• Joshua

    That’s a significant size reduction. With all the things this optic does I wouldn’t be surprised to see them scaling it down in hopes of putting in on the M4 some day.

    • Dracon1201

      A self ranging optic would be great, but I think they’d be after a greater magnification for that.

      • Joshua

        Get the tech scaled down enough and you can add adjustable magnification eventually.

        • mechamaster

          Read the interesting article month ago.
          If they can adapt something similar in technology like the ‘RAZAR Rapid-Adaptive Zoom Rifle Scope’, maybe they can add up to 4x or 5x magnification into the system with minimal weight and size.

          • me ohmy

            yeah it has “soap bubble lens” technology..where the lens is squished or stretched to change focal length..very cool tech…works like the lens in your eyes.

  • Ryan

    I might not be the most informed, but one more level of magnification isn’t a lot. Sure numerically you could argue that 3x is much greater than 2x, however in reality it’s not that noticeable. Makes me wonder if there isn’t an outside factor at play that prevents greater magnification levels.

    • Joshua

      There’s a lot going on in this scope. It’s probably on of the most technologically advanced rifle scope ever on a shoulder fired individual weapon.

    • El Duderino

      It’s a grenade launcher, bro. Not trying to punch the X in the 10 ring or figure out if that buck has 3 points on one side of the rack. 3x is plenty to identify bad guy/not bad guy out to several hundred meters or more.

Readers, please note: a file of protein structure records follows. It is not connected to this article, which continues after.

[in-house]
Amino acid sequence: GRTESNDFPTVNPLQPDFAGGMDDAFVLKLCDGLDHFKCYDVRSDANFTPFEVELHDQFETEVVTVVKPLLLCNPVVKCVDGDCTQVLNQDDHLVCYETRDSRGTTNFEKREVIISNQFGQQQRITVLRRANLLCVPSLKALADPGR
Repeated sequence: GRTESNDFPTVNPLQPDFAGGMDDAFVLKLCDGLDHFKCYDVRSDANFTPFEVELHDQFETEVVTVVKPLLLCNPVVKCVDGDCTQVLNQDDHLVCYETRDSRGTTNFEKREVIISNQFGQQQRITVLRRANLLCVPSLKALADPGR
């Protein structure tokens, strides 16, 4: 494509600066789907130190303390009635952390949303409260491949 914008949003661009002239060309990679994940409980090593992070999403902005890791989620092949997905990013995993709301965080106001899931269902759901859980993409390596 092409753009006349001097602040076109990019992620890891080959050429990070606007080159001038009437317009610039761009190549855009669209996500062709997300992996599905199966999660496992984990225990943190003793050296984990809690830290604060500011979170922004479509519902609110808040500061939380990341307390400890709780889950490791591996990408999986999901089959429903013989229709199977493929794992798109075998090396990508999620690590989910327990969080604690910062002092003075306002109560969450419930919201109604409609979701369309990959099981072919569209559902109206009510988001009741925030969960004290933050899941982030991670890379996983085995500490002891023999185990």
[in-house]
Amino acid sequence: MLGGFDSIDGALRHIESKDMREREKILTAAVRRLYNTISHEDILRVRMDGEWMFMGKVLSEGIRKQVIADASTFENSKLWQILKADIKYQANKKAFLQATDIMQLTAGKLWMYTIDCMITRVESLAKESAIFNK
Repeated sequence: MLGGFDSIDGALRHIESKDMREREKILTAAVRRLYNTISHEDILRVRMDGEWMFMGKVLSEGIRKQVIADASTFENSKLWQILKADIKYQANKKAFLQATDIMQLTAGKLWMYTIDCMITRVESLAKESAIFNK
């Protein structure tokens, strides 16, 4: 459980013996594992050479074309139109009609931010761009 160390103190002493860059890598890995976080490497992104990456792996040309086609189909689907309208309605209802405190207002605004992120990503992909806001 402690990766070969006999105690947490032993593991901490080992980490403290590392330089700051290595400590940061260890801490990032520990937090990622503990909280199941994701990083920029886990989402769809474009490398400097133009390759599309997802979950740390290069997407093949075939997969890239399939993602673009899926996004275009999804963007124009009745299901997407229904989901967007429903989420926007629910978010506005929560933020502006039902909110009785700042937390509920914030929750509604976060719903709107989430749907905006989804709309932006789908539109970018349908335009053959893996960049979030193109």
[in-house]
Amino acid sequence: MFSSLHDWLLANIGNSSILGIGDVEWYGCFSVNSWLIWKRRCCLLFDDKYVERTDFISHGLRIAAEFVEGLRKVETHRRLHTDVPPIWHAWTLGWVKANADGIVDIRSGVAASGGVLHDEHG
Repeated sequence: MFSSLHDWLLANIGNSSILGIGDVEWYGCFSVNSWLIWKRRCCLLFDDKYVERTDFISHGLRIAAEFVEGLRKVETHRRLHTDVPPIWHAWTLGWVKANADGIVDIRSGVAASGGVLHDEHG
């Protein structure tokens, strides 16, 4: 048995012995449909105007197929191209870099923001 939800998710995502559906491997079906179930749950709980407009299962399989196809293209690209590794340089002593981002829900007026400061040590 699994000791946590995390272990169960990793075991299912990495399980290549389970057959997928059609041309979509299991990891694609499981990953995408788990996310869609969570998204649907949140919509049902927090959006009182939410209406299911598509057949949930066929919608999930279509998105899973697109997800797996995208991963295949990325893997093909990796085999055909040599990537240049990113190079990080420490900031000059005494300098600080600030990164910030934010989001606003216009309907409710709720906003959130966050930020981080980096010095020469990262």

• 11B

        Yeah the M203/M320 have NO magnification and I can nail targets beyond 300m. This thing is probably like a friggin lazer beam.

        • Ryan

          I’ve heard that the m203 is pretty easy to to be accurate with. But doesn’t this 25mm round require more accuracy due to its smaller size? Also since the 25mm round is meant to airburst you have to somehow tell it where along its path you want that to happen, no? So wouldn’t more magnification help you determine if your rangefinder is reading the doorway/window and not the bush that’s slightly in front of that, or the door/window frame?

  • hami

    It works well enough in Battlefield 4.

    • manbear

      doesn’t it though!?

      • Kyle

        The hilarious butt hurt it generates makes it almost required gear on the support class as far as I’m concerned. Well that and the fact that it is super handy when the damned thing works right. I’d love to shoot with one in real life. I bet it is a hell of a lot of fun.

        • SP mclaughlin

          A nightmare to resupply though in the current state of the game.